We tackle the problem of brain MRI image segmentation using the tree-metric graph cuts (TM) algorithm, a novel image segmentation algorithm, and introduce a “tree-cutting” method to interpret the labeling returned by the TM algorithm as tissue classification for the input brain MRI image. The approach has three steps: 1) pre-processing, which generates a tree of labels as input to the TM algorithm; 2) a sweep of the TM algorithm, which returns a globally optimal labeling with respect to the tree of labels; 3) post-processing, which involves running the “tree-cutting” method to generate a mapping from labels to tissue classes (GM, WM, CSF), producing a meaningful brain MRI segmentation. The TM algorithm produces a globally optimal labeling on tree metrics in one sweep, unlike conventional methods such as EMS and EM-style geo-cuts, which iterate the expectation maximization algorithm to find hidden patterns and produce only locally optimal labelings. When used with the “tree-cutting” method, the TM algorithm produces brain MRI segmentations that are as good as the Unified Segmentation algorithm used by SPM8, using a much weaker prior. Comparison with the current approaches shows that our method is faster and that our overall segmentation accuracy is better.

Adaptive Scale Robust Feature Density Approximation For Visual Object Representation And Tracking

Conference
Chongyang Liu, Ruogu Fang, and Nelson H.C.Yung
IEEE International Conference on Computer Vision Theory and Applications, Lisboa, Portugal
Publication Year: 2009

Current Teaching

  • 2021 Fall

    BME3053C Computer Applications for BME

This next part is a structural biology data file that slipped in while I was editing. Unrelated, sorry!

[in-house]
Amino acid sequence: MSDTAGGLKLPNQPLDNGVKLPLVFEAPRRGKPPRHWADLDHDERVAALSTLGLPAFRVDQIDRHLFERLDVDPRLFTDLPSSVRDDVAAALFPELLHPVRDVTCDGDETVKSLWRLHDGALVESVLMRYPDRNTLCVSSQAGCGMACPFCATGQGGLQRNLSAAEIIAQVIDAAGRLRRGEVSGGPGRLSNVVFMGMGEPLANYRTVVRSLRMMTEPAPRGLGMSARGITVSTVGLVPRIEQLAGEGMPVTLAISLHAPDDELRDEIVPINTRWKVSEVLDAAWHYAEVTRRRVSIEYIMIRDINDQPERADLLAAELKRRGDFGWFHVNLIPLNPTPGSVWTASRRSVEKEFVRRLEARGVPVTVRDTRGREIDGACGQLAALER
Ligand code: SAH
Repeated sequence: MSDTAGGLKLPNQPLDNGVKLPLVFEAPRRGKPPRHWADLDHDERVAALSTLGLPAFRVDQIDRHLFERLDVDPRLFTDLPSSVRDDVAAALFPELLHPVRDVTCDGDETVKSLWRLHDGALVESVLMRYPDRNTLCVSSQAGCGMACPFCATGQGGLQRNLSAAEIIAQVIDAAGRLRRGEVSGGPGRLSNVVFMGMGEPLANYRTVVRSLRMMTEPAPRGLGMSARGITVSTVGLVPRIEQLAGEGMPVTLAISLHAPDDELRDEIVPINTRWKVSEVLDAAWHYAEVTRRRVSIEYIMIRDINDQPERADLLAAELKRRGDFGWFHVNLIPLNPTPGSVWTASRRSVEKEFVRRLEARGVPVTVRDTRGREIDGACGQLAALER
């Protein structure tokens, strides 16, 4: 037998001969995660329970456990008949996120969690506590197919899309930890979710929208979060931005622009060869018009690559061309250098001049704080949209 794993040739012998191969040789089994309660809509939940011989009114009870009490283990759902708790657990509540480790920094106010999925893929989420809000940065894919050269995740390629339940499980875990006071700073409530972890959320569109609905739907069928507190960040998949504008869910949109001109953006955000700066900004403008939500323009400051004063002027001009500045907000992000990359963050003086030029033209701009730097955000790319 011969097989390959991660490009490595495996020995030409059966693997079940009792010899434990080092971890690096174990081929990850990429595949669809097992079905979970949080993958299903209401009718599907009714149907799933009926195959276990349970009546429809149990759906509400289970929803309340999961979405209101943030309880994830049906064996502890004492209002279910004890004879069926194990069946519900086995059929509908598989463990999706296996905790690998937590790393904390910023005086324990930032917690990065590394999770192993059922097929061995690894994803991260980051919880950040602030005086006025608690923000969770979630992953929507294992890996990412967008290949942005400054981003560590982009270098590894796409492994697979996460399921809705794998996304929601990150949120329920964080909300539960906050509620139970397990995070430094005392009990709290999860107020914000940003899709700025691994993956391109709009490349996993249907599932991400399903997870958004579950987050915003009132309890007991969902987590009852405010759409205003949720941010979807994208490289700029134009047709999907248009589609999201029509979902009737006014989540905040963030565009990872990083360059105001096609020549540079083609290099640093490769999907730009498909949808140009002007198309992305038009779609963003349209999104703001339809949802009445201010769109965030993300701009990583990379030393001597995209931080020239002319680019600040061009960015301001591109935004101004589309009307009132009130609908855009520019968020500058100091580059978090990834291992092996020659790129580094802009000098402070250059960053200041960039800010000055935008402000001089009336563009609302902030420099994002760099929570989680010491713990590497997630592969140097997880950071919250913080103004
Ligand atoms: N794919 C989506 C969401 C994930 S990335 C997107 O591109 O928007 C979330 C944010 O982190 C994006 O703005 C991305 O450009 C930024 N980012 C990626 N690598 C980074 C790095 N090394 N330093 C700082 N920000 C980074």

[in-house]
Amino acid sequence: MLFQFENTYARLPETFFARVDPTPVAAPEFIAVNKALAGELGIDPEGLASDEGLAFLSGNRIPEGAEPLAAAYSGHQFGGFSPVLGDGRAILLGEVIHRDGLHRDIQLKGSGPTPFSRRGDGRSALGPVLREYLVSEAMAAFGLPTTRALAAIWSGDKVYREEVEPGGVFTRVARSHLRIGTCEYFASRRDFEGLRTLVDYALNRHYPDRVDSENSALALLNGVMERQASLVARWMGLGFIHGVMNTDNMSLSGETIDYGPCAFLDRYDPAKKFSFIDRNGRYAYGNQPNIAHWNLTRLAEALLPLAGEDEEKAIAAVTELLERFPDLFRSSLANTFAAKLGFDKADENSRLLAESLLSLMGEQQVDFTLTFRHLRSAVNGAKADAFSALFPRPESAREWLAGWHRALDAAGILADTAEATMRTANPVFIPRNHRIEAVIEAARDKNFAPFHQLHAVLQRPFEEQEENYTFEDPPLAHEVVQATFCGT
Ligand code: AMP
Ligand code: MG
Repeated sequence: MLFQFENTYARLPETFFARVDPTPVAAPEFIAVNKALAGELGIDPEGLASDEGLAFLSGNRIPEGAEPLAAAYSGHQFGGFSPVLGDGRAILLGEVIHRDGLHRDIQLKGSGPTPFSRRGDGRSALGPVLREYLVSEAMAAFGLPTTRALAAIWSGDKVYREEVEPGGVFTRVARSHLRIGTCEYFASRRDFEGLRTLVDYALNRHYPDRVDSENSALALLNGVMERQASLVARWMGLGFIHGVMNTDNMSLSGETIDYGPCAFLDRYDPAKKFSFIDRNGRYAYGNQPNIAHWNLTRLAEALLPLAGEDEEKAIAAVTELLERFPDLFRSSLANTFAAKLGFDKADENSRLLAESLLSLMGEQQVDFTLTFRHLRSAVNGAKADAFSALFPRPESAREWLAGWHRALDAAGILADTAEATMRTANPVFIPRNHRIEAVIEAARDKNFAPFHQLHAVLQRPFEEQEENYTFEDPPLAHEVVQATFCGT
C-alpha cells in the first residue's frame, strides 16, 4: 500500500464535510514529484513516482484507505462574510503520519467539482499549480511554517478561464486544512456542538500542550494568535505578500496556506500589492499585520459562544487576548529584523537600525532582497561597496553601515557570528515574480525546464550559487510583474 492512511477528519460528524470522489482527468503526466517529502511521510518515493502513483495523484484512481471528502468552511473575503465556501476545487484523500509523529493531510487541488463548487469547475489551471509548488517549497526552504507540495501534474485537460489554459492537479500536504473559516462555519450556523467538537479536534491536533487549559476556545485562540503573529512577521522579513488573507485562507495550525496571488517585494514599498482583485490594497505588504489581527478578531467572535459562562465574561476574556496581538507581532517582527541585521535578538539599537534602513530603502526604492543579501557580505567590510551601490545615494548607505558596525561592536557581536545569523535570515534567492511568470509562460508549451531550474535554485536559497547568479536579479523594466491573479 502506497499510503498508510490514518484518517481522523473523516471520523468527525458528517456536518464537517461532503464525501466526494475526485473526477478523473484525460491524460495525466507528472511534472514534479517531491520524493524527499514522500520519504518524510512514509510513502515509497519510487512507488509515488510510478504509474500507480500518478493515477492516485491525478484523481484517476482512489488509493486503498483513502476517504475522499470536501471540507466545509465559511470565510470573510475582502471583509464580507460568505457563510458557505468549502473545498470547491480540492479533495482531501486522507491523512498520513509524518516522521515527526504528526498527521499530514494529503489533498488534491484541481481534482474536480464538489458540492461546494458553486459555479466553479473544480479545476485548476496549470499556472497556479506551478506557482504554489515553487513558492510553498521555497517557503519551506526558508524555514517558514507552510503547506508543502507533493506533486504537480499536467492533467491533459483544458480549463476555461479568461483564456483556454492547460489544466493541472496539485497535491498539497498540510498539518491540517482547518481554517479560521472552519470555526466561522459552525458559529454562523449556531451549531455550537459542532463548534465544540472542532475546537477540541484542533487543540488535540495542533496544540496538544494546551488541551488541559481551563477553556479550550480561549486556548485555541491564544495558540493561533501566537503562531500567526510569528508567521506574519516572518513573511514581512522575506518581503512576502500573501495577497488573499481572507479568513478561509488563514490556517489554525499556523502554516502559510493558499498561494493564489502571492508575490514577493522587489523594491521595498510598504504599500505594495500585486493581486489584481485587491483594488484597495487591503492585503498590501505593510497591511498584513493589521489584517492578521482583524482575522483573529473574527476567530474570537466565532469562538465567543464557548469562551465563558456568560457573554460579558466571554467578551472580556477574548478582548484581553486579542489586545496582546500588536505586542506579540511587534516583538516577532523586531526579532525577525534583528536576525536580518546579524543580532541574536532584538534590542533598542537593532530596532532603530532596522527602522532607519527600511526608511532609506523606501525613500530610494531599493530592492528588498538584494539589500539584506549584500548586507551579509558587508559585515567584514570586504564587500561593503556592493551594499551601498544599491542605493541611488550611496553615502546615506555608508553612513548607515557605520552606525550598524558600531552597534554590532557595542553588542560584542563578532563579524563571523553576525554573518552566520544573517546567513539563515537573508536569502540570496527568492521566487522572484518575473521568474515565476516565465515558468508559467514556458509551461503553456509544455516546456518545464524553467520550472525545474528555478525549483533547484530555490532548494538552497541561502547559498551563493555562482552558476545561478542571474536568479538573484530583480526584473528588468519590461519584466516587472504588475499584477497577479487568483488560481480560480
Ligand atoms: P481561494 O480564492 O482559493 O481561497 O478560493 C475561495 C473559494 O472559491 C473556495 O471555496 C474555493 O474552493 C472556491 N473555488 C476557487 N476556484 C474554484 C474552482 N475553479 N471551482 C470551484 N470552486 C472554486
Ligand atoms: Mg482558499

The objectives this course are: 1) Develop a proficiency in the use of computer programming (specifically, MATLAB) to analyze biomedical measurements. 2) Develop an understanding of biomedical engineering problems that require quantitative analysis and visualization.

Teaching History

    • 2021 Spring

      BME6938 Multimodal Data Mining

      Course Objectives: 1. Understand multimodal data mining in the biomedical domain; 2. Understand the concept, approaches, and limitations in analyzing different modalities of biomedical data. 3. Learn to use biomedical data programming libraries and skills to analyze multimodal biomedical data.

      Instructor Evaluation: 4.92/5.00, Course Evaluation: 4.70/5.00

    • 2020 Fall

      BME3053C Computer Applications for BME

      The objectives this course are: 1) Develop a proficiency in the use of computer programming (specifically, MATLAB) to analyze biomedical measurements. 2) Develop an understanding of biomedical engineering problems that require quantitative analysis and visualization.

      Instructor Evaluation: 4.83/5.00, Course Evaluation: 4.53/5.00 (Historical highest for this course)